NEWTON, John (1626-99), of Culverthorpe, Haydor, Lincs. and Baronscourt, Glos.
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Family and Education
b. 9 June 1626, 2nd but 1st surv. s. of Thomas Newton of Gonerby, nr. Grantham, Lincs. by Elizabeth, da. of Thomas Parker of Kibworth, Leics. m. by 1645, Mary (d. 23 Nov. 1712), da. of Sir Gervase Eyre of Rampton, Notts., 4s. (2 d.v.p.) 13da. suc. fa. 1640, Sir John Newton of Barrscourt as 2nd Bt. 14 Feb. 1662.1
Freeman, Grantham 1660; j.p. Lincs. (Kesteven and Holland) July 1660-?86, Glos. 1669-bef. 1680; commr. for sewers, Lincs. Aug. 1660, assessment, Kesteven and Glos. Aug. 1660-1, 1663-4, Lincs. 1661-3, Glos. and Lincs. 1664-80, 1689-90, Som. 1665-9, Notts. 1677-80; col. of militia ft. Lincs. c. Aug. 1660, dep. lt. Lincs. 1661-bef. 1680, Glos. 1669-Feb. 1688; commr. for corporations, Lincs. 1662-3, loyal and indigent officers 1662, appeals, Bedford level 1663, enclosures, Deeping fen 1665, recusants, Glos. and Lincs. 1675.2
Gent. of the privy chamber (extraordinary) July 1660.3
Newton’s great-grandfather, a husbandman, acquired an estate at Woolsthorpe about the middle of the 16th century, and his father served as high constable, even though the heralds recorded his pedigree at their visitation of 1634. Newton left school at the age of 16 to rescue his mother, who had been robbed and taken prisoner by the royalist forces. By so doing he became a delinquent, and in 1646 he was fined £3,000 by Parliament. His wife’s uncle was in arms in the second Civil War; it was alleged that Newton had assisted him and concealed him after the fall of Colchester, and he paid a further £750. But his financial position was eased when he came of age by a legacy of £8,400 with interest from his uncle, an usurer called Hickson.4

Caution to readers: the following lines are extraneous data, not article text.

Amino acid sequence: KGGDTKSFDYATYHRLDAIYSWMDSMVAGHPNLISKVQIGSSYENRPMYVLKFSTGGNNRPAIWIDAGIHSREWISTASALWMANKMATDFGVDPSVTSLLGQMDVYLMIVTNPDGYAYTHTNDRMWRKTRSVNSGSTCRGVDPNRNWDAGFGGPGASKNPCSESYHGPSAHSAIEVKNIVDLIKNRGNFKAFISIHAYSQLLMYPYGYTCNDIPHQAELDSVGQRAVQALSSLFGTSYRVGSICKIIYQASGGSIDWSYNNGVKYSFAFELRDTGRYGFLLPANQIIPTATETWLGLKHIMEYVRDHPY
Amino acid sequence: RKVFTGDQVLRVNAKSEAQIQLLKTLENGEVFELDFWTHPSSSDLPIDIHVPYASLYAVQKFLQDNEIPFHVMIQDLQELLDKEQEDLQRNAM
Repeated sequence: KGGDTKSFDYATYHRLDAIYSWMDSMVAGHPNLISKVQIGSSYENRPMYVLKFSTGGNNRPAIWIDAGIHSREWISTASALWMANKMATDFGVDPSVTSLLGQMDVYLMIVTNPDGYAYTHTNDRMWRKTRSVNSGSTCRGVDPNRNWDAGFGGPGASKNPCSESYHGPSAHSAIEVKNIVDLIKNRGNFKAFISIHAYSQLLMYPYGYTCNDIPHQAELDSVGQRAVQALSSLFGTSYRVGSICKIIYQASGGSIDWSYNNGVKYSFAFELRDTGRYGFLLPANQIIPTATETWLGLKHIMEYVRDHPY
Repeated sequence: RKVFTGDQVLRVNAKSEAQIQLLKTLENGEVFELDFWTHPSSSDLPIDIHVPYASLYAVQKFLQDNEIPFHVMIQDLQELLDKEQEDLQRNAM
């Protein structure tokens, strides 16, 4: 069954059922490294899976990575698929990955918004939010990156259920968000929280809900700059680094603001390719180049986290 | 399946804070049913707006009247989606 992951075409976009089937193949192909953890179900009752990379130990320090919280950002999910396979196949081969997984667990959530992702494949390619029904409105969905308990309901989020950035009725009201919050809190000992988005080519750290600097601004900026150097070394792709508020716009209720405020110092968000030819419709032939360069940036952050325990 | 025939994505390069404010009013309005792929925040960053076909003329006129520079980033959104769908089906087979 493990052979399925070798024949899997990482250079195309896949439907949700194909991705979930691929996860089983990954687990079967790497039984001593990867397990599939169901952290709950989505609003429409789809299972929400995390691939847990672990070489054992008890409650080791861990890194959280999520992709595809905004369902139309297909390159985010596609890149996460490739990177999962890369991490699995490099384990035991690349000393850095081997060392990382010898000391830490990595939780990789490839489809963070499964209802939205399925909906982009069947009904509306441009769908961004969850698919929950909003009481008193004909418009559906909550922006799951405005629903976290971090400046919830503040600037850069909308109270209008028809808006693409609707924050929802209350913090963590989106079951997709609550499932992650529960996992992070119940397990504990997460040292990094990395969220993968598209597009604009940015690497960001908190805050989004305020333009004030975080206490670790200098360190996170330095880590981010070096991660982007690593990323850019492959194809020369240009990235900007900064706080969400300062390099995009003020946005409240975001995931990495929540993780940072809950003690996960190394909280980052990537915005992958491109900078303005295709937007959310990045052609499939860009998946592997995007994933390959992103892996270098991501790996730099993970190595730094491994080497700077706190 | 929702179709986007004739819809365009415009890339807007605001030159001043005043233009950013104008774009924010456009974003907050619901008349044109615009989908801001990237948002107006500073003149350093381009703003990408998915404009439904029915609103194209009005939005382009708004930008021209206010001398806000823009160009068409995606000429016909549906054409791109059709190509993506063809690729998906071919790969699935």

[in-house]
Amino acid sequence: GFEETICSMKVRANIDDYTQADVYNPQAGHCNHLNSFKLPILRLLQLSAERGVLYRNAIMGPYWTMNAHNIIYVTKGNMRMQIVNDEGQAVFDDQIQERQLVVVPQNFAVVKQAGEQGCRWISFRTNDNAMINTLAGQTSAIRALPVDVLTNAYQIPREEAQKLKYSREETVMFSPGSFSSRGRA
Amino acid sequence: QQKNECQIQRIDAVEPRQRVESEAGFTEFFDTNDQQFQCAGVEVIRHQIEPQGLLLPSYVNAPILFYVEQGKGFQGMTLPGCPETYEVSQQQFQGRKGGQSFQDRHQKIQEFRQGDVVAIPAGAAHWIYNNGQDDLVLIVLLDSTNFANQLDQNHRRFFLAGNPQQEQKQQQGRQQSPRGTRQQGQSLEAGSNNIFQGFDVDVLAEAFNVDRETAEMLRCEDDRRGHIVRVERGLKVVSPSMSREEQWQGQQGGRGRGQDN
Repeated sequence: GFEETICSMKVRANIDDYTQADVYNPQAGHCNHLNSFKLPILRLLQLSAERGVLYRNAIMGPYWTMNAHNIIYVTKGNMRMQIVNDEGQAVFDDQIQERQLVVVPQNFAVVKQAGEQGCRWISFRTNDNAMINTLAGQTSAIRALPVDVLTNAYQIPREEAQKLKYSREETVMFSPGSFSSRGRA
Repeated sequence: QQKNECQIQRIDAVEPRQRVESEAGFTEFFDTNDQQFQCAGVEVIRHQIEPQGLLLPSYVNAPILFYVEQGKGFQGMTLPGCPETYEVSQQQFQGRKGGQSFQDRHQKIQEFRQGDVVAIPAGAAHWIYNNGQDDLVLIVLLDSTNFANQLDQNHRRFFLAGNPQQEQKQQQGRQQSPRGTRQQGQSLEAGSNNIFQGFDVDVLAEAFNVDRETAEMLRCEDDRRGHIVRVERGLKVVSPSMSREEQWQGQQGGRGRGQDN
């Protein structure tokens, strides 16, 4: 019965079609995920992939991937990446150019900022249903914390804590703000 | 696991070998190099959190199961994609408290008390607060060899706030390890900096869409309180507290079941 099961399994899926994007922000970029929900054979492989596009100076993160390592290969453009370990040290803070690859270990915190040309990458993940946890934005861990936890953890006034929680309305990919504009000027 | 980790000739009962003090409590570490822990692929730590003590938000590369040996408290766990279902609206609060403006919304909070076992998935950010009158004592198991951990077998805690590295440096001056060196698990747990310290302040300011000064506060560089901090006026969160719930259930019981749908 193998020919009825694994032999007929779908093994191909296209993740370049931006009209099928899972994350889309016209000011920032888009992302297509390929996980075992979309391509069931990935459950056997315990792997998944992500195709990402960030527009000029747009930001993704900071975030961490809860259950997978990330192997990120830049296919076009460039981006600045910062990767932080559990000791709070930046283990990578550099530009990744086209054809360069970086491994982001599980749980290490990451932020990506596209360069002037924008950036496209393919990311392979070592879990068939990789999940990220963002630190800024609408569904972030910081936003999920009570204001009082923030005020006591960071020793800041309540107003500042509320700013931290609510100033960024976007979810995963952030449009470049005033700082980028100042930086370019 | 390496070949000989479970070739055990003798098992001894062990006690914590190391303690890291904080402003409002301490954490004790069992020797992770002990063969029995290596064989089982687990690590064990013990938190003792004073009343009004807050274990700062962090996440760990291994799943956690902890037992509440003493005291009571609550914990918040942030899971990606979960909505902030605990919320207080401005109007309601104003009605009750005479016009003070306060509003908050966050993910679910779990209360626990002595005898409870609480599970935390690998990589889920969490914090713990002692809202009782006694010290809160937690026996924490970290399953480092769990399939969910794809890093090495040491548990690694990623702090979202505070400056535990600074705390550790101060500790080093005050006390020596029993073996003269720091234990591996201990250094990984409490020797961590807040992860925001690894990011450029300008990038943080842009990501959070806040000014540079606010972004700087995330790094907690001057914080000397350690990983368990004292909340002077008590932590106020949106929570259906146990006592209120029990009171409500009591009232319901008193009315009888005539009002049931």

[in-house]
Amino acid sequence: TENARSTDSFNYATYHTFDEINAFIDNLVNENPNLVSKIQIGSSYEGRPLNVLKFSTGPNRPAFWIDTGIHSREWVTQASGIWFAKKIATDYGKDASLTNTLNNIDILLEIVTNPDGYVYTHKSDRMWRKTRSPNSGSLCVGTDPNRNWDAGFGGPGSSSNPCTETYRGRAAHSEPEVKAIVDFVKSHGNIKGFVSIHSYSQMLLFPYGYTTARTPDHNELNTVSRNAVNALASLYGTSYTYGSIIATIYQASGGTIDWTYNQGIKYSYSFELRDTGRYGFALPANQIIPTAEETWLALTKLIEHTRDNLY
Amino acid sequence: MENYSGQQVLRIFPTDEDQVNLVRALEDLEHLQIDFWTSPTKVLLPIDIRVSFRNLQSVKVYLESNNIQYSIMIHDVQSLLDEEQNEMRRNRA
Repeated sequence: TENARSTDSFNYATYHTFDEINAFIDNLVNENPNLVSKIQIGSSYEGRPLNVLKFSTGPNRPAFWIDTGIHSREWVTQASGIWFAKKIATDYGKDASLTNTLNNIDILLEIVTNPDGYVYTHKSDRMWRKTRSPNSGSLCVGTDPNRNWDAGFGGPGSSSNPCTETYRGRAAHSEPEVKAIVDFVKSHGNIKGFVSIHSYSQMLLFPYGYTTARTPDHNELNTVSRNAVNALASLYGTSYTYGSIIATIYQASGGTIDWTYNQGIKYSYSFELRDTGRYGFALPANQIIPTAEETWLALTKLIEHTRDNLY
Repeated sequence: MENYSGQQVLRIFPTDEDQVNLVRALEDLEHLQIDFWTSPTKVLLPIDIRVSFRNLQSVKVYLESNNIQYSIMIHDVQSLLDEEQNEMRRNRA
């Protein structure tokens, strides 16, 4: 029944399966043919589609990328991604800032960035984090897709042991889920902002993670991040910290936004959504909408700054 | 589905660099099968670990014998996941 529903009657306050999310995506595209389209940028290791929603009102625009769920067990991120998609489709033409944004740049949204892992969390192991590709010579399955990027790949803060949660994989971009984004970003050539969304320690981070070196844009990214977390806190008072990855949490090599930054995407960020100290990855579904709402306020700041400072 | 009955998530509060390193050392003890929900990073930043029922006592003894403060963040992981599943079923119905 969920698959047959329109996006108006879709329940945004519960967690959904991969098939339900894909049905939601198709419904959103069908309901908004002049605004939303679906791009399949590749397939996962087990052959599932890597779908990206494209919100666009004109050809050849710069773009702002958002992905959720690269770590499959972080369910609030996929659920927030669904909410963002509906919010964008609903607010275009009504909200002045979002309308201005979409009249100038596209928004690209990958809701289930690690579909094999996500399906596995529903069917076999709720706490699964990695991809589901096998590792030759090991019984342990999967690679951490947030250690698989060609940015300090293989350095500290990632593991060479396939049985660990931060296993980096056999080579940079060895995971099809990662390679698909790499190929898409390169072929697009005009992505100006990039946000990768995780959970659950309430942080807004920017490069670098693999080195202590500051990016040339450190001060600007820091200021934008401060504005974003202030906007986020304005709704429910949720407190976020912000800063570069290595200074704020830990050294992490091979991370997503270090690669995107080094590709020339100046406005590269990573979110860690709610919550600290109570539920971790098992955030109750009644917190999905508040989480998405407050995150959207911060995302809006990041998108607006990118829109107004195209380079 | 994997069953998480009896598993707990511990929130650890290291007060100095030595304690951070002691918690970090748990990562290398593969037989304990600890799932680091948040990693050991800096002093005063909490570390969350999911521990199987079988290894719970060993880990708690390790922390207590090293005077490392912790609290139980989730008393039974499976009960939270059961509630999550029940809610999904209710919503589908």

Newton stood for Grantham, six miles from Culverthorpe, at the general election of 1660, although ineligible under the last ordinance of the Long Parliament. He was involved in a double return with William Ellys, solicitor-general under the Protectorate, and seated on the merits of the election, the first of the family to enter Parliament. An inactive Member of the Convention, though doubtless a court supporter, he was named to nine committees, of which the most important was for settling ministers in their livings. He was also appointed to two committees of local interest, those for the estate bill of (Sir) William Wray and the drainage of the fens. He was proposed for the order of the Royal Oak with an estate of £3,000 p.a., but his family was too obscure to qualify him for the grant of a baronetcy. Accordingly he procured the honour for a childless Gloucestershire gentleman of the same name, with a special remainder to himself, which fell in, together with the estate, some 18 months later.5